2. Employer did things by the book

The second important aspect to note was that in this case the company, Goldrush, had, “from its drafting up to its implementation, followed all the crucial steps” prescribed by the regulations that govern the adoption of vaccine mandates by employers.

“The outcome of the case may have been different had the employer failed to follow all these steps.”

3. Safe working environment

In assessing whether the dismissal was fair, the Commissioner accepted that employees did not have an absolute right to freedom of choice, when this choice would potentially endanger others.

After noting the view of the employer that by implication Ms Mulderij was refusing “to participate in creation of a safe working environment of employees”, it indicated that its decision was guided in part by a memo Judge Roland Sutherland, Deputy Judge President of the Gauteng Division of the High Court, had sent to his fellow colleagues.

Based on all these factors, the CCMA concluded that Mulderij was “permanently incapacitated on the basis of her decision to not getting vaccinated and [by] implication refusing to participate in the creation of a safe working environment”.

Could objections based on belief sway the CCMA?

“One wonders whether the CCMA might have come to the same conclusion if Ms Mulderij had not based her refusal to get vaccinated on misleading and false claims about the efficacy and safety of Covid-19 vaccines. It is for this reason, I would argue, that the commissioner expressed doubt about the sincerity of Ms Mulderij’s constitutional claim, which he described as ‘ostensibly based on a claim to [the right to] bodily integrity’,” De Vos says.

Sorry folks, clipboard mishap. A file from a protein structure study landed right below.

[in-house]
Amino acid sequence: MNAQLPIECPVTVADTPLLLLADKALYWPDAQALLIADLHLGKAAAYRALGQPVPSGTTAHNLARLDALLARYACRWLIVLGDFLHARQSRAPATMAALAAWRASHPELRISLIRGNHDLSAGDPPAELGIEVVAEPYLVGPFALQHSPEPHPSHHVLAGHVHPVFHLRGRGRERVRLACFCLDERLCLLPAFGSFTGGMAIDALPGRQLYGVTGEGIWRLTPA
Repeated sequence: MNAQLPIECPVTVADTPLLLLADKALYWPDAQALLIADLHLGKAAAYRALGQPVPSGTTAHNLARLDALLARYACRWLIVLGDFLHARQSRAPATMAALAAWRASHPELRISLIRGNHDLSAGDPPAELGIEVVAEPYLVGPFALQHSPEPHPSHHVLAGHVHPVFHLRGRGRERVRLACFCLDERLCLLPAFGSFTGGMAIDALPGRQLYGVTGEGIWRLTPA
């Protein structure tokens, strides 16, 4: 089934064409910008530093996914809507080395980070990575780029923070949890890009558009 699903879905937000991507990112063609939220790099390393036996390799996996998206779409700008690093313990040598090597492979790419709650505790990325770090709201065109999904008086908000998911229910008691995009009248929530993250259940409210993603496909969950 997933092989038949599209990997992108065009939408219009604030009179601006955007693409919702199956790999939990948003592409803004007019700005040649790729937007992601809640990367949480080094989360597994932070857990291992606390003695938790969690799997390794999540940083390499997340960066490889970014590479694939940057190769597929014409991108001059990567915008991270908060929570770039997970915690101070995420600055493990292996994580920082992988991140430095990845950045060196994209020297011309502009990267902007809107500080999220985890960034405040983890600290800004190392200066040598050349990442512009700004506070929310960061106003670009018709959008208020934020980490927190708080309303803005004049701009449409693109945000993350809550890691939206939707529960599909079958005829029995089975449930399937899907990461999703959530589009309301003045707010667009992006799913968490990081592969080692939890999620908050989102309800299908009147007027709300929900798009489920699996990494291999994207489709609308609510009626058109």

“Perhaps her position might have been different if she had not based her decision on misleading and false beliefs about the efficacy and safety of Covid-19 vaccines. If this is correct, the small number of employees whose religious or other beliefs require them to refuse all medical treatment, including any kind of vaccination, might find a more sympathetic ear at the CCMA.”

Comment: The CCMA’s ruling is unlikely to be the last word on the issue of mandatory vaccination in the workplace. Indeed, the backlash in certain circles against the arbitration award suggests this matter will end up in the Constitutional Court.

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One Response to Did ‘misleading and false claims’ about Covid vaccines sink employee’s chances at the CCMA?

  1. Gavin Hillyard 31 January 2022 at 4:00 pm #

    I believe the CCMA has erred in their findings in the Theresa Mulderij case. More and more evidence is coming to the fore that indeed the “vaccine” does not shield humans from contracting the virus. It does however,I believe, only reduce the severity of symptoms once someone does contract Covid 19. I agree that this case will end up in the Concourt, and the finding could well be reversed.